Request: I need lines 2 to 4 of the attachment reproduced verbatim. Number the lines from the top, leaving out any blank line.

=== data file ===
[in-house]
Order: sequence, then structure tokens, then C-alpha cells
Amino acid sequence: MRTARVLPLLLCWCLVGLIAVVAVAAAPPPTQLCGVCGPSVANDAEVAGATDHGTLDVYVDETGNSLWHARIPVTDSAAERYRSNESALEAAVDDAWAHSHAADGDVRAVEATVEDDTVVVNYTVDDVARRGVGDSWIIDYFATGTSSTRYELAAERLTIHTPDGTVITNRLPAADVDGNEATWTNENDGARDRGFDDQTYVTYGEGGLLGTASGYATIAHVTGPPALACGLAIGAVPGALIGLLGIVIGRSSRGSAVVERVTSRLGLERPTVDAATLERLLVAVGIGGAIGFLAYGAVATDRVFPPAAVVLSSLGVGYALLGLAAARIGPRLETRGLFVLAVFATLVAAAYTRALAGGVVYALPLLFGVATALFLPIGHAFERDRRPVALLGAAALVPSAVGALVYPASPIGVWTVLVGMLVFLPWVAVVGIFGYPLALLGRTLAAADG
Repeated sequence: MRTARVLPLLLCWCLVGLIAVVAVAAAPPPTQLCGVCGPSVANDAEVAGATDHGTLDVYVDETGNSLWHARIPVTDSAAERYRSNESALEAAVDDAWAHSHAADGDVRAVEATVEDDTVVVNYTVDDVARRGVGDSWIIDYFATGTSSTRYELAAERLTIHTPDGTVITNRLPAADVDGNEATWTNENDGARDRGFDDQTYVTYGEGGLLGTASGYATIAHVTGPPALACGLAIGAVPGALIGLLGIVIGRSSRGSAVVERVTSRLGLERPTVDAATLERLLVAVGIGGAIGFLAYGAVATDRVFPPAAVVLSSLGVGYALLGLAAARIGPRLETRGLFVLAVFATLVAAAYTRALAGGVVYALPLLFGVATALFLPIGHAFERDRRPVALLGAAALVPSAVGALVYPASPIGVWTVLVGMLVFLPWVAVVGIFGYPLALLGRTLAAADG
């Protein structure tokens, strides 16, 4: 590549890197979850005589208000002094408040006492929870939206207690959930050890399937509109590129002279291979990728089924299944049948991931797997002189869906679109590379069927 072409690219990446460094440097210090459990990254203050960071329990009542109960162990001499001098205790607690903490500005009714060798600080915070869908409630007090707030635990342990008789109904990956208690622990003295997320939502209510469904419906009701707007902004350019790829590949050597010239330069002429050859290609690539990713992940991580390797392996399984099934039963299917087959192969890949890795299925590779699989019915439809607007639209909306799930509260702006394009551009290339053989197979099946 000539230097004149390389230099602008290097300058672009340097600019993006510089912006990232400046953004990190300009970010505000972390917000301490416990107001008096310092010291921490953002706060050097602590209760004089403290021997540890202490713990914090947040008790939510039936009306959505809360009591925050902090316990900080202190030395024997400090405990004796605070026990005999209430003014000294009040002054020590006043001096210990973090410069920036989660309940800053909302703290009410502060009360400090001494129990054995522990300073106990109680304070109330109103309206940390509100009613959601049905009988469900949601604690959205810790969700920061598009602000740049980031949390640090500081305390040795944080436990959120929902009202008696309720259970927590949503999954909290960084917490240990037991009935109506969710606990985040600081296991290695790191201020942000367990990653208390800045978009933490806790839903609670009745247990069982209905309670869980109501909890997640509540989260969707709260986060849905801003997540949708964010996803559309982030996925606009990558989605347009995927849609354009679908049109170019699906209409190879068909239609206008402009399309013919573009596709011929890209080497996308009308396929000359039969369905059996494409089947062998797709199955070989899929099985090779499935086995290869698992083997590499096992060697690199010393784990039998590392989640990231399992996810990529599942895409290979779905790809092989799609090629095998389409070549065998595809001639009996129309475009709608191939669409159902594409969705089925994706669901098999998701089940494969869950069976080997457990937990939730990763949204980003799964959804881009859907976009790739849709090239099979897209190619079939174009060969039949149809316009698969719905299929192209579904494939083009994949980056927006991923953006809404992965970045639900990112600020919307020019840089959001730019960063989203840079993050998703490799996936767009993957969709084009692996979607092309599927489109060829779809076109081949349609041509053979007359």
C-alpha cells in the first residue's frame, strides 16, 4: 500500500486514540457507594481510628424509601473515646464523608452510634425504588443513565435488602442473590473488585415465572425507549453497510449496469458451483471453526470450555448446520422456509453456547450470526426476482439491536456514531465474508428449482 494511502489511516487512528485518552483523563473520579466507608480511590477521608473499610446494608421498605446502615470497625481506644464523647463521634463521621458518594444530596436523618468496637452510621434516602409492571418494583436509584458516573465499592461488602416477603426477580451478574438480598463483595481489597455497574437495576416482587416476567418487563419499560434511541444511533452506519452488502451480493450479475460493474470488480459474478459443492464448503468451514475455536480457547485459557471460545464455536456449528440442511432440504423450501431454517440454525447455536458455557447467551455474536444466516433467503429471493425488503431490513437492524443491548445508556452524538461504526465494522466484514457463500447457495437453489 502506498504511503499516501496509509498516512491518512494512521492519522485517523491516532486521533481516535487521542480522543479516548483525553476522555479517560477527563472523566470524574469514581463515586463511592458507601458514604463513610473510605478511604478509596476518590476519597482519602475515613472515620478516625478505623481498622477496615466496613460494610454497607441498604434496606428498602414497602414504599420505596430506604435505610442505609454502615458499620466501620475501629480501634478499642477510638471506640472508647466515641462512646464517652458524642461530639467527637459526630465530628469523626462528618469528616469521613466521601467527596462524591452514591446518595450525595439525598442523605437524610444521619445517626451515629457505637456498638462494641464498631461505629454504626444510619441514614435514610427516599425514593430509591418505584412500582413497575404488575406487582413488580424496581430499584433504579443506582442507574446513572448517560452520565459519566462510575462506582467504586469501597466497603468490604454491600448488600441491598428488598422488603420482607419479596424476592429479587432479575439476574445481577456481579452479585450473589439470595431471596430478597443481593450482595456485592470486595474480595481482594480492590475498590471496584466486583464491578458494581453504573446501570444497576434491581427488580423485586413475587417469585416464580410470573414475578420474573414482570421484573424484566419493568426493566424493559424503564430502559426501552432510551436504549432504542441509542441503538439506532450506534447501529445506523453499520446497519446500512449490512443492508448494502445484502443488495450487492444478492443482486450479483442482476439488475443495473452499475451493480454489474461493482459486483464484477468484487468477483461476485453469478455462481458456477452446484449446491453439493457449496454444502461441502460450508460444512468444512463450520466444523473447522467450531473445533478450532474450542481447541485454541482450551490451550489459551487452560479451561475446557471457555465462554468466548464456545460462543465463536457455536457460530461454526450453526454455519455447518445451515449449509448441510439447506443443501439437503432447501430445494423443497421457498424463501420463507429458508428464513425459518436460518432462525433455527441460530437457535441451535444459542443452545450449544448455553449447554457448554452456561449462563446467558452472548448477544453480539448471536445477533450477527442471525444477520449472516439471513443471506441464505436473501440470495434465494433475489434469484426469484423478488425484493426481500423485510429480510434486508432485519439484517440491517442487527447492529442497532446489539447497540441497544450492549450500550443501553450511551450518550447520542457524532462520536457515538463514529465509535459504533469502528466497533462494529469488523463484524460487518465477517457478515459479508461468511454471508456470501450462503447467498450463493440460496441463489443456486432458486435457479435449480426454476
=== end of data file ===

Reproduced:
Order: sequence, then structure tokens, then C-alpha cells
Amino acid sequence: MRTARVLPLLLCWCLVGLIAVVAVAAAPPPTQLCGVCGPSVANDAEVAGATDHGTLDVYVDETGNSLWHARIPVTDSAAERYRSNESALEAAVDDAWAHSHAADGDVRAVEATVEDDTVVVNYTVDDVARRGVGDSWIIDYFATGTSSTRYELAAERLTIHTPDGTVITNRLPAADVDGNEATWTNENDGARDRGFDDQTYVTYGEGGLLGTASGYATIAHVTGPPALACGLAIGAVPGALIGLLGIVIGRSSRGSAVVERVTSRLGLERPTVDAATLERLLVAVGIGGAIGFLAYGAVATDRVFPPAAVVLSSLGVGYALLGLAAARIGPRLETRGLFVLAVFATLVAAAYTRALAGGVVYALPLLFGVATALFLPIGHAFERDRRPVALLGAAALVPSAVGALVYPASPIGVWTVLVGMLVFLPWVAVVGIFGYPLALLGRTLAAADG
Repeated sequence: MRTARVLPLLLCWCLVGLIAVVAVAAAPPPTQLCGVCGPSVANDAEVAGATDHGTLDVYVDETGNSLWHARIPVTDSAAERYRSNESALEAAVDDAWAHSHAADGDVRAVEATVEDDTVVVNYTVDDVARRGVGDSWIIDYFATGTSSTRYELAAERLTIHTPDGTVITNRLPAADVDGNEATWTNENDGARDRGFDDQTYVTYGEGGLLGTASGYATIAHVTGPPALACGLAIGAVPGALIGLLGIVIGRSSRGSAVVERVTSRLGLERPTVDAATLERLLVAVGIGGAIGFLAYGAVATDRVFPPAAVVLSSLGVGYALLGLAAARIGPRLETRGLFVLAVFATLVAAAYTRALAGGVVYALPLLFGVATALFLPIGHAFERDRRPVALLGAAALVPSAVGALVYPASPIGVWTVLVGMLVFLPWVAVVGIFGYPLALLGRTLAAADG